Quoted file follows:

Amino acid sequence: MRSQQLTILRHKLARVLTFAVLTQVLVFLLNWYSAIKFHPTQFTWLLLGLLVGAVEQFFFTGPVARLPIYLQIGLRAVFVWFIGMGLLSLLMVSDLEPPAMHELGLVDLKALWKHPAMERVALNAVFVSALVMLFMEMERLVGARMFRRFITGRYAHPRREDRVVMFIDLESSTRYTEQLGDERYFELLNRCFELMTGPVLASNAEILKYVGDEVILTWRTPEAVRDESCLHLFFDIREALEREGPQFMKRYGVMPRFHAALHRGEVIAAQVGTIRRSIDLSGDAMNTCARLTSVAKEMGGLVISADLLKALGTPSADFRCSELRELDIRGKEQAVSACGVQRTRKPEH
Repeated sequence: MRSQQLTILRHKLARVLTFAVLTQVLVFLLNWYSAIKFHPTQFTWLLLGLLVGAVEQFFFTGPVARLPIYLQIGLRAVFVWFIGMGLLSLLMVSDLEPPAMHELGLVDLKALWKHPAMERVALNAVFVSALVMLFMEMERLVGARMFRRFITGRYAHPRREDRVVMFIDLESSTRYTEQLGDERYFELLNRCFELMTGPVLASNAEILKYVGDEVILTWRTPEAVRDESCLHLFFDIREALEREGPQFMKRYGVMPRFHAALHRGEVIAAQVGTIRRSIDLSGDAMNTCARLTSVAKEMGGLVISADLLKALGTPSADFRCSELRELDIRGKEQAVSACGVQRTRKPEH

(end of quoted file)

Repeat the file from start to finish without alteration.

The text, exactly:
Amino acid sequence: MRSQQLTILRHKLARVLTFAVLTQVLVFLLNWYSAIKFHPTQFTWLLLGLLVGAVEQFFFTGPVARLPIYLQIGLRAVFVWFIGMGLLSLLMVSDLEPPAMHELGLVDLKALWKHPAMERVALNAVFVSALVMLFMEMERLVGARMFRRFITGRYAHPRREDRVVMFIDLESSTRYTEQLGDERYFELLNRCFELMTGPVLASNAEILKYVGDEVILTWRTPEAVRDESCLHLFFDIREALEREGPQFMKRYGVMPRFHAALHRGEVIAAQVGTIRRSIDLSGDAMNTCARLTSVAKEMGGLVISADLLKALGTPSADFRCSELRELDIRGKEQAVSACGVQRTRKPEH
Repeated sequence: MRSQQLTILRHKLARVLTFAVLTQVLVFLLNWYSAIKFHPTQFTWLLLGLLVGAVEQFFFTGPVARLPIYLQIGLRAVFVWFIGMGLLSLLMVSDLEPPAMHELGLVDLKALWKHPAMERVALNAVFVSALVMLFMEMERLVGARMFRRFITGRYAHPRREDRVVMFIDLESSTRYTEQLGDERYFELLNRCFELMTGPVLASNAEILKYVGDEVILTWRTPEAVRDESCLHLFFDIREALEREGPQFMKRYGVMPRFHAALHRGEVIAAQVGTIRRSIDLSGDAMNTCARLTSVAKEMGGLVISADLLKALGTPSADFRCSELRELDIRGKEQAVSACGVQRTRKPEH